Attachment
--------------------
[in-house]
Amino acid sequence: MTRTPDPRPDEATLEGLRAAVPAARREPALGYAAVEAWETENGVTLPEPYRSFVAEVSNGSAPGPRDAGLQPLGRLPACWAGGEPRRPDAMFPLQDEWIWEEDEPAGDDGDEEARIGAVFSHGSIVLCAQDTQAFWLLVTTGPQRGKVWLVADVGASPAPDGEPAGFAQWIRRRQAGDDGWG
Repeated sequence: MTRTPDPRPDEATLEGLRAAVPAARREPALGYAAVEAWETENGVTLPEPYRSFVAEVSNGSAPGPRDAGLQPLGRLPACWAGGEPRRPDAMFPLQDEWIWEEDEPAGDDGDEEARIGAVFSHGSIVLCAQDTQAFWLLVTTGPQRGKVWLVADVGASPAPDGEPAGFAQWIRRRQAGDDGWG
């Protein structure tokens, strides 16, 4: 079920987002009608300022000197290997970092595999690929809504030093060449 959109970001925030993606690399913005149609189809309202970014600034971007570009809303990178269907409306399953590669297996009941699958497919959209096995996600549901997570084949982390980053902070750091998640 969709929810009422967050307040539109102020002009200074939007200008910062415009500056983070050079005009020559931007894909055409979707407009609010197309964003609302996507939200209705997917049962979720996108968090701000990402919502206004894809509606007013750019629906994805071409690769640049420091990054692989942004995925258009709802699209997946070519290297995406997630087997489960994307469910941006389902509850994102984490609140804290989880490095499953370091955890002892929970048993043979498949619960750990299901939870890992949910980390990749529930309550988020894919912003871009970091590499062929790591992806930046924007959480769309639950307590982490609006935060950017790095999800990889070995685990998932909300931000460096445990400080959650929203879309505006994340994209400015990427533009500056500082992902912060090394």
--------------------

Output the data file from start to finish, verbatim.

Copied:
[in-house]
Amino acid sequence: MTRTPDPRPDEATLEGLRAAVPAARREPALGYAAVEAWETENGVTLPEPYRSFVAEVSNGSAPGPRDAGLQPLGRLPACWAGGEPRRPDAMFPLQDEWIWEEDEPAGDDGDEEARIGAVFSHGSIVLCAQDTQAFWLLVTTGPQRGKVWLVADVGASPAPDGEPAGFAQWIRRRQAGDDGWG
Repeated sequence: MTRTPDPRPDEATLEGLRAAVPAARREPALGYAAVEAWETENGVTLPEPYRSFVAEVSNGSAPGPRDAGLQPLGRLPACWAGGEPRRPDAMFPLQDEWIWEEDEPAGDDGDEEARIGAVFSHGSIVLCAQDTQAFWLLVTTGPQRGKVWLVADVGASPAPDGEPAGFAQWIRRRQAGDDGWG
């Protein structure tokens, strides 16, 4: 079920987002009608300022000197290997970092595999690929809504030093060449 959109970001925030993606690399913005149609189809309202970014600034971007570009809303990178269907409306399953590669297996009941699958497919959209096995996600549901997570084949982390980053902070750091998640 969709929810009422967050307040539109102020002009200074939007200008910062415009500056983070050079005009020559931007894909055409979707407009609010197309964003609302996507939200209705997917049962979720996108968090701000990402919502206004894809509606007013750019629906994805071409690769640049420091990054692989942004995925258009709802699209997946070519290297995406997630087997489960994307469910941006389902509850994102984490609140804290989880490095499953370091955890002892929970048993043979498949619960750990299901939870890992949910980390990749529930309550988020894919912003871009970091590499062929790591992806930046924007959480769309639950307590982490609006935060950017790095999800990889070995685990998932909300931000460096445990400080959650929203879309505006994340994209400015990427533009500056500082992902912060090394």